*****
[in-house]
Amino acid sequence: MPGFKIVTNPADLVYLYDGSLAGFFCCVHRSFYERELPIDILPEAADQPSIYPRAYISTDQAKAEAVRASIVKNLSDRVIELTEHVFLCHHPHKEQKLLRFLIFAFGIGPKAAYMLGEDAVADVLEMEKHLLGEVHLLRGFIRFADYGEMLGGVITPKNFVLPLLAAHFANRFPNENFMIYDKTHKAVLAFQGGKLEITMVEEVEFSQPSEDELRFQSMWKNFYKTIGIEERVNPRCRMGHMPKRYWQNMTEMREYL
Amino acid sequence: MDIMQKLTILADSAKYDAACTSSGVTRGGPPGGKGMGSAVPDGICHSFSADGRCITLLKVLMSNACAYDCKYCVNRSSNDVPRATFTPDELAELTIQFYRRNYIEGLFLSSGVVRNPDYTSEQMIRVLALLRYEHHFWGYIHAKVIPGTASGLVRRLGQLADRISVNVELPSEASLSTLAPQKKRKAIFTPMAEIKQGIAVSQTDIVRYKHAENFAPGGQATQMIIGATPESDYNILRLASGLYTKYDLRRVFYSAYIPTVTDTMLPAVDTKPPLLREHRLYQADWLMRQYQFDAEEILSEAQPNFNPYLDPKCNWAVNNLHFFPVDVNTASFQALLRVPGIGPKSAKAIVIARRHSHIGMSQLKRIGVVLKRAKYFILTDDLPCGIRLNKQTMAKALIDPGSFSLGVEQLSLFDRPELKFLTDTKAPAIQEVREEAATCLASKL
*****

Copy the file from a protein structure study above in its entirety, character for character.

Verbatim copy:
[in-house]
Amino acid sequence: MPGFKIVTNPADLVYLYDGSLAGFFCCVHRSFYERELPIDILPEAADQPSIYPRAYISTDQAKAEAVRASIVKNLSDRVIELTEHVFLCHHPHKEQKLLRFLIFAFGIGPKAAYMLGEDAVADVLEMEKHLLGEVHLLRGFIRFADYGEMLGGVITPKNFVLPLLAAHFANRFPNENFMIYDKTHKAVLAFQGGKLEITMVEEVEFSQPSEDELRFQSMWKNFYKTIGIEERVNPRCRMGHMPKRYWQNMTEMREYL
Amino acid sequence: MDIMQKLTILADSAKYDAACTSSGVTRGGPPGGKGMGSAVPDGICHSFSADGRCITLLKVLMSNACAYDCKYCVNRSSNDVPRATFTPDELAELTIQFYRRNYIEGLFLSSGVVRNPDYTSEQMIRVLALLRYEHHFWGYIHAKVIPGTASGLVRRLGQLADRISVNVELPSEASLSTLAPQKKRKAIFTPMAEIKQGIAVSQTDIVRYKHAENFAPGGQATQMIIGATPESDYNILRLASGLYTKYDLRRVFYSAYIPTVTDTMLPAVDTKPPLLREHRLYQADWLMRQYQFDAEEILSEAQPNFNPYLDPKCNWAVNNLHFFPVDVNTASFQALLRVPGIGPKSAKAIVIARRHSHIGMSQLKRIGVVLKRAKYFILTDDLPCGIRLNKQTMAKALIDPGSFSLGVEQLSLFDRPELKFLTDTKAPAIQEVREEAATCLASKL